·      Matter between the star and the observer would absorb some of the light and make the star's apparent brightness less than it should be.
·      The star’s location on H-R diagram depends on its composition and luminosity class, which is difficult to determine for distant stars due to faint spectra. And there are many stars, which don't belong to the Main Sequence.
Spectroscopic parallaxes, however, work well for star clusters, where one can average out many measurements. Since all of the stars in the cluster are the same distance away from us, all of them will have an equal displacement along the Luminosity axis on H-R diagram. Therefore, the cluster's Main Sequence will appear to be shifted vertically in the H-R diagram from the nearby stars. Now, we can measure how much we have to shift the entire set of nearby stars so that they overlap the Main Sequence of the cluster, and can estimate how far away the cluster is.
The distances to the closest clusters, e.g. Hyades (46.34 pc), Pleiades (135 pc) can be measured directly using the parallax method (Perryman et al. 1998, HipparcosESAWeb). Once nearby open cluster distances are determined, they can be used to estimate the distances to other open clusters, up to 10—15 kpc away. Once the distances to Pleiades is determined, the distance to a Cepheid Variables can be calibrated (Popowski and Gould 1998; Percival, Salaris and Kilkenny, 2003).

This is important: since the only directly measurable distances in astronomy are those made by trigonometric parallax, the results from other techniques should be calibrated using parallax data.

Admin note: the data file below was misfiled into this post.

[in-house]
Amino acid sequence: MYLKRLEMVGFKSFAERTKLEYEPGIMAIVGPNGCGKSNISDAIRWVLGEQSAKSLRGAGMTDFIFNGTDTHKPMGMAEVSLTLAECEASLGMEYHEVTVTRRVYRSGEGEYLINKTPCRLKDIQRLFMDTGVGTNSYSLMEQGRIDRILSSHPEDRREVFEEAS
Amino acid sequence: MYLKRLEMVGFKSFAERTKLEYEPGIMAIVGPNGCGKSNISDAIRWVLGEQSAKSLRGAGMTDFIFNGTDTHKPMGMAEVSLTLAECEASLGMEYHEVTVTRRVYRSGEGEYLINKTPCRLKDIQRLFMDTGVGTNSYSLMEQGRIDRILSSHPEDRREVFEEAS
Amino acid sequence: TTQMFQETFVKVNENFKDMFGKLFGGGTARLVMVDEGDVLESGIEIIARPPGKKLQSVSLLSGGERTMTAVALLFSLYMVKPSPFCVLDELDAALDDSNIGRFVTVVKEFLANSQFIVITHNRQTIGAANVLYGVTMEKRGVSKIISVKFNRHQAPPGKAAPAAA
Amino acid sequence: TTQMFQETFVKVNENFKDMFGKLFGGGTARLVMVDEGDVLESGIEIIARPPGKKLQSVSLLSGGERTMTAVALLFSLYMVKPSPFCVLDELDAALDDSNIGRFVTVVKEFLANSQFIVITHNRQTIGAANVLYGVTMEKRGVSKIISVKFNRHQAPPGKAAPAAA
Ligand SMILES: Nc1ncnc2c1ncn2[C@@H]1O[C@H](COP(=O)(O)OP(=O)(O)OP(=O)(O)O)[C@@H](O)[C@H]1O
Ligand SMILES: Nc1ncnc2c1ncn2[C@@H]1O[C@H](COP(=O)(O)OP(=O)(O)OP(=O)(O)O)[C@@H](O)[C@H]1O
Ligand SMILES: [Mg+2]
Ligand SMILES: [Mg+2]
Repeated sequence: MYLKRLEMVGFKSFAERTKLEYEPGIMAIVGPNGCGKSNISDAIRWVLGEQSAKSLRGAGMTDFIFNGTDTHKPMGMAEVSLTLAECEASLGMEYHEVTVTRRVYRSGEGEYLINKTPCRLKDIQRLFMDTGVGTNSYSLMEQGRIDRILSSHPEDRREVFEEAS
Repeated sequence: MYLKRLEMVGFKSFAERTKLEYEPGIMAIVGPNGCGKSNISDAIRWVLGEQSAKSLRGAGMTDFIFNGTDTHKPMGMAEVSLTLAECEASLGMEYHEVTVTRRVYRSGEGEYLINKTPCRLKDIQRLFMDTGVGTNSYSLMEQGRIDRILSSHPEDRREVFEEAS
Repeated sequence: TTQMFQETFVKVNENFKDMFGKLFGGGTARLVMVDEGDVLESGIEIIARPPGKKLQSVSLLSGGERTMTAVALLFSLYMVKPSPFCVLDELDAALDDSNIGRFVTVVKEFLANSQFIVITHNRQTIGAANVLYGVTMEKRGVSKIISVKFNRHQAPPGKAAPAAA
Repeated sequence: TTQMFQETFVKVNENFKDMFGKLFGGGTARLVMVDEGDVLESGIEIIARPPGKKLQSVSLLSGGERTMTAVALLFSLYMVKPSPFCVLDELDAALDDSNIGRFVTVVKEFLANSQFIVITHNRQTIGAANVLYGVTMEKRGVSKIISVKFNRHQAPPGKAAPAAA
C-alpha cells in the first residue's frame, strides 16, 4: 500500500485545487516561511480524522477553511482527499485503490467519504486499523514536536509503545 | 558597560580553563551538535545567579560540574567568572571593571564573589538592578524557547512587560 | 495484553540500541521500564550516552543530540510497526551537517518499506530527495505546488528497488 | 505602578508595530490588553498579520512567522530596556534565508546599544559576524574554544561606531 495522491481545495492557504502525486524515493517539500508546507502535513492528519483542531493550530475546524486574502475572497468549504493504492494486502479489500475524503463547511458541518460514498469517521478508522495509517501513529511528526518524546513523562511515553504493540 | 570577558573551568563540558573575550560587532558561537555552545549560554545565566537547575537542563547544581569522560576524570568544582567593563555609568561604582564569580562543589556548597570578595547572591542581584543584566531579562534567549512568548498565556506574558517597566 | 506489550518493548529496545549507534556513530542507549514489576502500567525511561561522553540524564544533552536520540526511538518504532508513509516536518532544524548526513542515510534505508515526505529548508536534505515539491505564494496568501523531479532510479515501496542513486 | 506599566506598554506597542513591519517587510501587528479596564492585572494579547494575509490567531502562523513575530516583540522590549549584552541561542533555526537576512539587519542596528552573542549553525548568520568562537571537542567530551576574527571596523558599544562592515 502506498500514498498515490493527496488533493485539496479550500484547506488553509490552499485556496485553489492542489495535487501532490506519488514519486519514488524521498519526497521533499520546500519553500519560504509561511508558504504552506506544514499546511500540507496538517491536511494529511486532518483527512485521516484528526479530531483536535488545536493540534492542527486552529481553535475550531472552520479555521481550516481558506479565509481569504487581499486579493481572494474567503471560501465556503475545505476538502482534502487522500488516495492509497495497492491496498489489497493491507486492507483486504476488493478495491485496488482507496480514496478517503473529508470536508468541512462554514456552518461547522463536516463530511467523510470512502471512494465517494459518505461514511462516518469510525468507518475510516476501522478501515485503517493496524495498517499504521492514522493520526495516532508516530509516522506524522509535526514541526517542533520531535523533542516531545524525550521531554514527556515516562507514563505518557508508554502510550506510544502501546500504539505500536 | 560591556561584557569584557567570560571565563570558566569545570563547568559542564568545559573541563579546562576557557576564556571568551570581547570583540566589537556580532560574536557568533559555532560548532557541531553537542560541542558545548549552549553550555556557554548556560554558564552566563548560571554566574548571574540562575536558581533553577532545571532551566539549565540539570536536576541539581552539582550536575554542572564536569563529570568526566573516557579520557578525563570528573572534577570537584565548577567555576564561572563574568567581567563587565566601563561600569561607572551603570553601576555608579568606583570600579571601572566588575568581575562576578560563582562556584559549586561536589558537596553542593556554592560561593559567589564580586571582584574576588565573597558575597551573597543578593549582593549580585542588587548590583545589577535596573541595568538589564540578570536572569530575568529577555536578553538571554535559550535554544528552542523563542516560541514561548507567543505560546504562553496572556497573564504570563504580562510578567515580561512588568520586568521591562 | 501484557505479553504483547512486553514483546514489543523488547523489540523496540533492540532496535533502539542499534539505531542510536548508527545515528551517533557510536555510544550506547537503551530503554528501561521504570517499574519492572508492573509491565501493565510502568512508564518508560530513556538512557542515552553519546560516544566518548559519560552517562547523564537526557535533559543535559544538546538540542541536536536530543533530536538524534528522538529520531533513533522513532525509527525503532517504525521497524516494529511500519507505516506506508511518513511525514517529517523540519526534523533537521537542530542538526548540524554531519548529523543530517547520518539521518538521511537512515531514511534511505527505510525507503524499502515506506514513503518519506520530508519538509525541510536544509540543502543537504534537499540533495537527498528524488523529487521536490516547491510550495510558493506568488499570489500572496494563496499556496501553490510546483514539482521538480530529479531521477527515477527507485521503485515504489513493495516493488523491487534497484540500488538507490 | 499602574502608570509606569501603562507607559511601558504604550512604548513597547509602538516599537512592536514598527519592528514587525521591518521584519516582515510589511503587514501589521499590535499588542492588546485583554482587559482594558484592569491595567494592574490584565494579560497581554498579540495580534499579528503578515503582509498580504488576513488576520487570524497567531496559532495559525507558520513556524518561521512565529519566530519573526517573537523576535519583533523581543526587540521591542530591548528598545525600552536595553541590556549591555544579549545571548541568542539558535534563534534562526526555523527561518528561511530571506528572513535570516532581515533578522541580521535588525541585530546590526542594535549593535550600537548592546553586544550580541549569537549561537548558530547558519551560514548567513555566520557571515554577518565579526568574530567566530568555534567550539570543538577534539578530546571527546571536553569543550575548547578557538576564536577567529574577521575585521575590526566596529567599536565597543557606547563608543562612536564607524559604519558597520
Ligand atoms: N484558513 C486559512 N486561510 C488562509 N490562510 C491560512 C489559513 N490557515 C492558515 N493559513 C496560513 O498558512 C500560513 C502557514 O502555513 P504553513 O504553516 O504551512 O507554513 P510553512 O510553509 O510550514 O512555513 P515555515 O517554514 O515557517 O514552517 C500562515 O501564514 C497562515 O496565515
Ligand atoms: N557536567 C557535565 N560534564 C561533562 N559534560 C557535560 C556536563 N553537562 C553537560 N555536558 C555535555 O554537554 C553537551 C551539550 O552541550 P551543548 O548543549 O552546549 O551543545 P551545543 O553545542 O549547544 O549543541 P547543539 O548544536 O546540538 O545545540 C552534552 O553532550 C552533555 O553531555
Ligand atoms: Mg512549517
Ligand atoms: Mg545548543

Cepheids and RR Lyrae stars as standard candles

Cepheids and RR Lyrae are variable stars whose brightness varies regularly with a characteristic, periodic pattern. Period of their brightness variations is a distance-independent property and can be used for estimating distances to these stars.
Cepheids are located in the upper part of the instability strip in the H-R diagram, while RR Lyrae in the lower part. Most massive stars enter the instability strip and become variable after they have left the main sequence (Figure 2.)
In 1912 Henrietta Leavitt (1868—1921) published the results of her study of variable stars in the Large and Small Magellanic Clouds. She found that the fainter Cepheids have shorter pulsating periods. Because all Cepheids in a Magellanic Cloud are at the same distance from us, Leavitt concluded that the more luminous Cepheids pulsated more slowly.
In 1950's astronomers found that there are actually two types of Cepheids: